22 years ago today, Archbishop Marcel Lefebvre departed this world to meet the Savior and Judge he had so long devoted his life to serving. Twenty-two long and eventful years in a growing apostolate. Twenty-two years in which the Society he founded and formed on the principles of the Church has remained faithful to that charge. Twenty-two years of flourishing vocations, of large and generous families, of countless new missions, schools, convents, priories, and more. How does one even begin to measure the life of this great man or the debt of gratitude owed by all Catholics faithful to Tradition? The following excerpts, covering his last moments, are taken from Marcel Lefebvre: The Biography, written by Bishop Tissier de Mallerais and available from Angelus Press
“A smile…a look upon the Crucified…these were the last words of Archbishop Lefebvre. A smile…to say thank you, to reassure, to encourage others to have the same serenity, a smile of charity and attentiveness to others in self-forgetfulness. A look towards the crucifix, the last conscious gesture that his sons saw him make: the look of the adoring worshiper and priest”…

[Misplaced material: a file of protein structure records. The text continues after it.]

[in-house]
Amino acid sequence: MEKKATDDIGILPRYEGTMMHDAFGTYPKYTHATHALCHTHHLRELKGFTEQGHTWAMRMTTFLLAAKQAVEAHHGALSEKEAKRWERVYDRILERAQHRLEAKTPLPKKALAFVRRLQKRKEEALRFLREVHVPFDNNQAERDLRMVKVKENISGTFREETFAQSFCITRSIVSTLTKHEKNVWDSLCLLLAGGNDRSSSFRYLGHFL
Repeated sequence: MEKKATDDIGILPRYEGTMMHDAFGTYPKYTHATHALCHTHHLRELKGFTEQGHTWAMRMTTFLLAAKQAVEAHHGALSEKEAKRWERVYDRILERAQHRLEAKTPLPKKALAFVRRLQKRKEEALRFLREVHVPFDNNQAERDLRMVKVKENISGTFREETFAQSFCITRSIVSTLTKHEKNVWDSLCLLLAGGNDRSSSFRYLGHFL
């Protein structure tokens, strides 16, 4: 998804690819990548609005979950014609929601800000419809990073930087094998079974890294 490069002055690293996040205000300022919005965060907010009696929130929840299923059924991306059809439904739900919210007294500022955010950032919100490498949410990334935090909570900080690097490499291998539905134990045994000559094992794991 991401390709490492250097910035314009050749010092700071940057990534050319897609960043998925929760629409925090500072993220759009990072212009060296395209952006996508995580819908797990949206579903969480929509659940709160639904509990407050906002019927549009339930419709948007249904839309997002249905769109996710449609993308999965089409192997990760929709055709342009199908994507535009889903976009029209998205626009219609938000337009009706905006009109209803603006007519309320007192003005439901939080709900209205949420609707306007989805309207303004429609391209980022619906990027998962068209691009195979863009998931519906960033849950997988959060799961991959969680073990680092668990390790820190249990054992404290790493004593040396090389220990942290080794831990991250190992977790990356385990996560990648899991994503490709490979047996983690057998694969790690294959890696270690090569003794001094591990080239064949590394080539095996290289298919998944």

It was Monday of Holy Week, March 25, Feast of the Annunciation of the Most Blessed Virgin Mary, the day that Heaven smiled at Earth and when hope was reborn in souls: the day of the Incarnation of the Son of God and the priestly ordination of Jesus Christ as Sovereign Priest. On this day, the soul of Marcel was judged…
So on that March 25, 1991, when God asked him what he had done with the grace of his priesthood and episcopacy, what indeed might he have replied, this old soldier for the Faith, this bishop who had restored the Catholic priesthood?
“Lord, look, I have handed on everything that I could hand on: the Catholic Faith, the Catholic priesthood, and also the Catholic episcopacy; You gave me all of that, and all of that I handed on so that the Church might continue.
“Your great apostle said, ‘Tradidi quod et accepi’ and like him I wanted to say: ‘Tradidi quod et accepi,’ I have handed on what I received. Everything that I received I have handed on.”
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"The prudent man considers things afar off, in so far as they tend to be a help or a hindrance to that which has to be done at the present time." - St. Thomas Aquinas